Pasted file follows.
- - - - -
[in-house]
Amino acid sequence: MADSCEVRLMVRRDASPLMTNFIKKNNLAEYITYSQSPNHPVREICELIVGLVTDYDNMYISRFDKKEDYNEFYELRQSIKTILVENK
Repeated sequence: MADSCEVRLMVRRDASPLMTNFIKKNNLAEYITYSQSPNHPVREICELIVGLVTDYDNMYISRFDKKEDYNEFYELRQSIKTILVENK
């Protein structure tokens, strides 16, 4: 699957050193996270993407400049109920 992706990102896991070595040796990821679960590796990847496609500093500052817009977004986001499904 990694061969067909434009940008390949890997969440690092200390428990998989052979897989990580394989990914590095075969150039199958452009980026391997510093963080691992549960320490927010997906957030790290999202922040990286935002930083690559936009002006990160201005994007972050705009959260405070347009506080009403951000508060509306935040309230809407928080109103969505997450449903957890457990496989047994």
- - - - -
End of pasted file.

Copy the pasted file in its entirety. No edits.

[in-house]
Amino acid sequence: MADSCEVRLMVRRDASPLMTNFIKKNNLAEYITYSQSPNHPVREICELIVGLVTDYDNMYISRFDKKEDYNEFYELRQSIKTILVENK
Repeated sequence: MADSCEVRLMVRRDASPLMTNFIKKNNLAEYITYSQSPNHPVREICELIVGLVTDYDNMYISRFDKKEDYNEFYELRQSIKTILVENK
């Protein structure tokens, strides 16, 4: 699957050193996270993407400049109920 992706990102896991070595040796990821679960590796990847496609500093500052817009977004986001499904 990694061969067909434009940008390949890997969440690092200390428990998989052979897989990580394989990914590095075969150039199958452009980026391997510093963080691992549960320490927010997906957030790290999202922040990286935002930083690559936009002006990160201005994007972050705009959260405070347009506080009403951000508060509306935040309230809407928080109103969505997450449903957890457990496989047994």